Nfld. & Labrador

HST rate increase officially cancelled

The proposed increase that would see the provincial HST hike to 15 per cent has been officially cancelled.
Premier Dwight Ball said HST was on the agenda when he met with Prime Minister Justin Trudeau in Ottawa Dec. 9. (Adrian Wyld/The Canadian Press)

The proposed increase to Newfoundland and Labrador's HST rate has officially been cancelled.

In April, the Progressive Conservatives announced the plan to increase the tax rate to 15 per cent as of Jan. 1.

However, the Canada Revenue Agency issued a statement Tuesday referring businesses to a provincial notice dated Dec. 14 that confirmed the rate would stay the same in the new year.

The provincial branch of the Canadian Federation of Independent Business (CFIB) said Monday it was looking for more clarity about what to tell business owners about the HST.

After the Liberals won the Nov. 30 provincial election, Premier Dwight Ball wrote to the federal finance minister notifying Ottawa that he planned to reverse the increase.

Ball met with Prime Minister Justin Trudeau last week, who did not specify whether or not there was time to cancel the increase before the end of the month.

But the federal Finance Department sent out a statement ensuring it would take the necessary steps to keep the rate at 13 per cent.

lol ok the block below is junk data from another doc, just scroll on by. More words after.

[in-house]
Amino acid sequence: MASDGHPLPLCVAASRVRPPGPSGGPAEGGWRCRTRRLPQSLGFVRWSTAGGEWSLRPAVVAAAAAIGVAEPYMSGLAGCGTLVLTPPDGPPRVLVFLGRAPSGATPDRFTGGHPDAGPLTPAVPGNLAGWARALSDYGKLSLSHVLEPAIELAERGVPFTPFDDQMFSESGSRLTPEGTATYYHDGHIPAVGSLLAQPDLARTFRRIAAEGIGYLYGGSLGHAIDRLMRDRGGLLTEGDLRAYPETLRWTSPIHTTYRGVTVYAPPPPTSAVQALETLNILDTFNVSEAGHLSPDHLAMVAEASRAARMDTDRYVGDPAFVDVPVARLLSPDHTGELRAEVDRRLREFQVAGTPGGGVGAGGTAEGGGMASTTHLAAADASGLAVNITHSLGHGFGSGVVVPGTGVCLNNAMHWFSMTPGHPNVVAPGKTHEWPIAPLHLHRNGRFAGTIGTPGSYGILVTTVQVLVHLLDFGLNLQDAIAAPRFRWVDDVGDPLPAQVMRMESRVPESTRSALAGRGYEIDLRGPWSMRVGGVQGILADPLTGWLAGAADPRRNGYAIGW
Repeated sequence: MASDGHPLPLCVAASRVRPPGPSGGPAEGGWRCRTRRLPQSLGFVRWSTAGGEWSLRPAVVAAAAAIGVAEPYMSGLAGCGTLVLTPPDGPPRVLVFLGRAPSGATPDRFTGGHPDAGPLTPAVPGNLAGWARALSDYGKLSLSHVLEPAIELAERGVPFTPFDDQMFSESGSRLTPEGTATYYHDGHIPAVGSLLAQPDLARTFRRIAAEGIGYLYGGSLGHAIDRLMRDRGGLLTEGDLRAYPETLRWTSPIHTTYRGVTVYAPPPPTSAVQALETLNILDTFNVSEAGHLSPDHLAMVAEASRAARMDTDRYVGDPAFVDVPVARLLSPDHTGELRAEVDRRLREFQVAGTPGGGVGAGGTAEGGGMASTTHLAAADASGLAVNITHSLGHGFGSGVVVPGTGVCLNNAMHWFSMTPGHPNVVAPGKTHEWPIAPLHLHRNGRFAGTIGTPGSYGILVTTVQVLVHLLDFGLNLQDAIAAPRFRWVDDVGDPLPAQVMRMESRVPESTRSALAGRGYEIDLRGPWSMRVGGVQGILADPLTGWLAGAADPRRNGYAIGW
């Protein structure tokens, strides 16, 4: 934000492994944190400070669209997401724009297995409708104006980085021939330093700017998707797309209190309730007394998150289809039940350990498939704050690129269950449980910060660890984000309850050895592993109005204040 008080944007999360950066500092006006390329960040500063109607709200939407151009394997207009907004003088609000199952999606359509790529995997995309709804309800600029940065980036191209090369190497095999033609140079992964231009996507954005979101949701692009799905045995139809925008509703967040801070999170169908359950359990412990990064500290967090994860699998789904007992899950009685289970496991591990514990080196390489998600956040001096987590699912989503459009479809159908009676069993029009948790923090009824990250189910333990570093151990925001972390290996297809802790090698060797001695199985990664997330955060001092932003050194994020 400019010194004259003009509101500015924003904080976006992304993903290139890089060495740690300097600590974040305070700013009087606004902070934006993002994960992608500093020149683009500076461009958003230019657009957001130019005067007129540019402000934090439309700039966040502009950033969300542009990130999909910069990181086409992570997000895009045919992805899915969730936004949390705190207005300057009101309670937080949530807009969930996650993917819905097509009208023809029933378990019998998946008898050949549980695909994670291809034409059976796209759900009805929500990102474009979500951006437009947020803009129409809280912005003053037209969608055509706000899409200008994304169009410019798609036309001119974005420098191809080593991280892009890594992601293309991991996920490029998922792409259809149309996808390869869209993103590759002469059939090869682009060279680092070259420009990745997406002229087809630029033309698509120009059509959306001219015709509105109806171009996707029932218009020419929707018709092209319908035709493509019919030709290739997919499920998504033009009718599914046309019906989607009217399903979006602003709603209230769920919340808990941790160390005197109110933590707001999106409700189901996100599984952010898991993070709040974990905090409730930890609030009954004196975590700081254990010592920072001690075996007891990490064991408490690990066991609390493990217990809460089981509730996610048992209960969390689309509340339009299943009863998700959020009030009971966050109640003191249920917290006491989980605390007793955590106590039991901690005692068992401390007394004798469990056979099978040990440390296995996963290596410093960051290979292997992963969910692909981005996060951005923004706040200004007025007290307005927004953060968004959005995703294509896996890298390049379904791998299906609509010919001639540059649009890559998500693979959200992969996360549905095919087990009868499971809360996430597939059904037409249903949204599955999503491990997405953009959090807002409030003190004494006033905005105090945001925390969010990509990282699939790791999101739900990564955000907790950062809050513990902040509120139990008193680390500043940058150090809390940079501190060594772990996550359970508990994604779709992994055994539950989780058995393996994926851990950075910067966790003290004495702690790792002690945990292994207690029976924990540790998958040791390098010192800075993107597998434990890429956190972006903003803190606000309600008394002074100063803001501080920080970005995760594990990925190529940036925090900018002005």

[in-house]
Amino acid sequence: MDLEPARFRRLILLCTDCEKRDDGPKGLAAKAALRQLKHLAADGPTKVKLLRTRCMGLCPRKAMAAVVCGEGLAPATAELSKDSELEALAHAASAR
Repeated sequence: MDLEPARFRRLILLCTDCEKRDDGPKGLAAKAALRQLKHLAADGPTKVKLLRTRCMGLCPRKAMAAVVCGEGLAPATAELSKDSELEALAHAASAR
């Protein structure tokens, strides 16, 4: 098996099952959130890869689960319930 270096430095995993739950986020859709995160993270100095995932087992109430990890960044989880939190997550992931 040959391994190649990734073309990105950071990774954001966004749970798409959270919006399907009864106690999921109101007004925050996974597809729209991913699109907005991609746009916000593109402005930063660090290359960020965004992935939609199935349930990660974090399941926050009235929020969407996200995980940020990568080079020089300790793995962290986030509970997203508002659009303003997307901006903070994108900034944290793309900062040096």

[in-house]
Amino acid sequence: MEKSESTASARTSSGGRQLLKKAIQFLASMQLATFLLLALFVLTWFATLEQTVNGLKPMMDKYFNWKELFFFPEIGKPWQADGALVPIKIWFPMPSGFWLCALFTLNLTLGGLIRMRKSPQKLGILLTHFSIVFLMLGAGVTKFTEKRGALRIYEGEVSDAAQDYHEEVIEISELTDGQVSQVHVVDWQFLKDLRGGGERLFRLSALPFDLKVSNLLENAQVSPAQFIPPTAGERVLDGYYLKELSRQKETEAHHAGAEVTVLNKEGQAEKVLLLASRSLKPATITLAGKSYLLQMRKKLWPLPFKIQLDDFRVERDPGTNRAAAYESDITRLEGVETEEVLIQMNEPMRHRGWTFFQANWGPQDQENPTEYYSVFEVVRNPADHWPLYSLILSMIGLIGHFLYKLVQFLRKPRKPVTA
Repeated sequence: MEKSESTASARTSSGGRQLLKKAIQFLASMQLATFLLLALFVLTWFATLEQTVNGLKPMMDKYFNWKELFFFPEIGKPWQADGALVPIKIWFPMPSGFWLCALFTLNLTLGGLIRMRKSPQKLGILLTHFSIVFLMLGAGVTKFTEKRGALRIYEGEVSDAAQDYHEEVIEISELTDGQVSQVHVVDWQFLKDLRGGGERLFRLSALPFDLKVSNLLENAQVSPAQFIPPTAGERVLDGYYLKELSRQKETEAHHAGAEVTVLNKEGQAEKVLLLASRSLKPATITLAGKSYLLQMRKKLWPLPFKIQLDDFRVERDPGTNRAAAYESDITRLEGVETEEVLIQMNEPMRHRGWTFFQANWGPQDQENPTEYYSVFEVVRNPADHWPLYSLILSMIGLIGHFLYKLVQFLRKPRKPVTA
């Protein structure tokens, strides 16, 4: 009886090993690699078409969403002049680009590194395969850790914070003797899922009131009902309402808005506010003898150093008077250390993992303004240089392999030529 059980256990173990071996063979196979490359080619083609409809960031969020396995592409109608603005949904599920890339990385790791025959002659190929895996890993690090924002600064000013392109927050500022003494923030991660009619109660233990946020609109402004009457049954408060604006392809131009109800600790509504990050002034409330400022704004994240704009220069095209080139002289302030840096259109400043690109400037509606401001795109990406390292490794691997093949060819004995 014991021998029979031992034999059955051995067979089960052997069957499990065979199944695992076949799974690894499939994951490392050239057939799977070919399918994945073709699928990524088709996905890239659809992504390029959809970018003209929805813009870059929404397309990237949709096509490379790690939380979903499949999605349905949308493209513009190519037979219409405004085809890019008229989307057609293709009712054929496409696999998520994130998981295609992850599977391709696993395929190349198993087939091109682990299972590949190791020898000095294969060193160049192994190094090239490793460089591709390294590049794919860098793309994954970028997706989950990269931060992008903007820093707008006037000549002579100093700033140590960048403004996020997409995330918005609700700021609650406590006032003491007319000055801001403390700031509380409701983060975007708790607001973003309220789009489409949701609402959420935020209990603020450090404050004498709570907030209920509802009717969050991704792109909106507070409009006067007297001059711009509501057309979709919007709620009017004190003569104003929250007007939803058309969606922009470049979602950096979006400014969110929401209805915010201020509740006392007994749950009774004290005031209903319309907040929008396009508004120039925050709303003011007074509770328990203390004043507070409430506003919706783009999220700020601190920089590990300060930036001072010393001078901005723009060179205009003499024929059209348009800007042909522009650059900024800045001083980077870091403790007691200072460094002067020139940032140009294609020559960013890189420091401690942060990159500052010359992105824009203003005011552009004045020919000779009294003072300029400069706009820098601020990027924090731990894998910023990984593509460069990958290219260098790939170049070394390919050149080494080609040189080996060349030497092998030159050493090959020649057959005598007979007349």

The Tories had included the two-point increase in their 2015 budget and the legislation had already been passed.


To encourage thoughtful and respectful conversations, first and last names will appear with each submission to CBC/Radio-Canada's online communities (except in children and youth-oriented communities). Pseudonyms will no longer be permitted.

By submitting a comment, you accept that CBC has the right to reproduce and publish that comment in whole or in part, in any manner CBC chooses. Please note that CBC does not endorse the opinions expressed in comments. Comments on this story are moderated according to our Submission Guidelines. Comments are welcome while open. We reserve the right to close comments at any time.

Become a CBC Member

Join the conversation  Create account

Already have an account?